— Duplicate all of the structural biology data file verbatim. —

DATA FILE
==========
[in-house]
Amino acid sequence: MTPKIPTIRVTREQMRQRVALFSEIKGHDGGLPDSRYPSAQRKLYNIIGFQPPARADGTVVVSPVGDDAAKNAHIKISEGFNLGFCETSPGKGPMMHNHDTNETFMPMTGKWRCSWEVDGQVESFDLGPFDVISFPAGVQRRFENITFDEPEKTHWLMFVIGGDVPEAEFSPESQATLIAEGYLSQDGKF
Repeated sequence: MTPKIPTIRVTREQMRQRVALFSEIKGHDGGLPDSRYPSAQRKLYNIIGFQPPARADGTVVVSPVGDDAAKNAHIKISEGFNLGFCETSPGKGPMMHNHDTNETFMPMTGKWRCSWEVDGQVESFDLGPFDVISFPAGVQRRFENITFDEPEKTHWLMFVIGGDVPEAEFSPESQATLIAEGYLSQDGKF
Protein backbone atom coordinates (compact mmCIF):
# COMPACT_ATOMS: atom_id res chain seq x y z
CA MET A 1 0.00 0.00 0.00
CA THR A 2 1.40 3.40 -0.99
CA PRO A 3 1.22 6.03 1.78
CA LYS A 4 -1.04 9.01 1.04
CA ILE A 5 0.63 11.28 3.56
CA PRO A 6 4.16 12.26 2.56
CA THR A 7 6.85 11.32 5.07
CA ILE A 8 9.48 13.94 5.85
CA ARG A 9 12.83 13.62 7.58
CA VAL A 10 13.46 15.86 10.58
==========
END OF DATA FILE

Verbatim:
[in-house]
Amino acid sequence: MTPKIPTIRVTREQMRQRVALFSEIKGHDGGLPDSRYPSAQRKLYNIIGFQPPARADGTVVVSPVGDDAAKNAHIKISEGFNLGFCETSPGKGPMMHNHDTNETFMPMTGKWRCSWEVDGQVESFDLGPFDVISFPAGVQRRFENITFDEPEKTHWLMFVIGGDVPEAEFSPESQATLIAEGYLSQDGKF
Repeated sequence: MTPKIPTIRVTREQMRQRVALFSEIKGHDGGLPDSRYPSAQRKLYNIIGFQPPARADGTVVVSPVGDDAAKNAHIKISEGFNLGFCETSPGKGPMMHNHDTNETFMPMTGKWRCSWEVDGQVESFDLGPFDVISFPAGVQRRFENITFDEPEKTHWLMFVIGGDVPEAEFSPESQATLIAEGYLSQDGKF
Protein backbone atom coordinates (compact mmCIF):
# COMPACT_ATOMS: atom_id res chain seq x y z
CA MET A 1 0.00 0.00 0.00
CA THR A 2 1.40 3.40 -0.99
CA PRO A 3 1.22 6.03 1.78
CA LYS A 4 -1.04 9.01 1.04
CA ILE A 5 0.63 11.28 3.56
CA PRO A 6 4.16 12.26 2.56
CA THR A 7 6.85 11.32 5.07
CA ILE A 8 9.48 13.94 5.85
CA ARG A 9 12.83 13.62 7.58
CA VAL A 10 13.46 15.86 10.58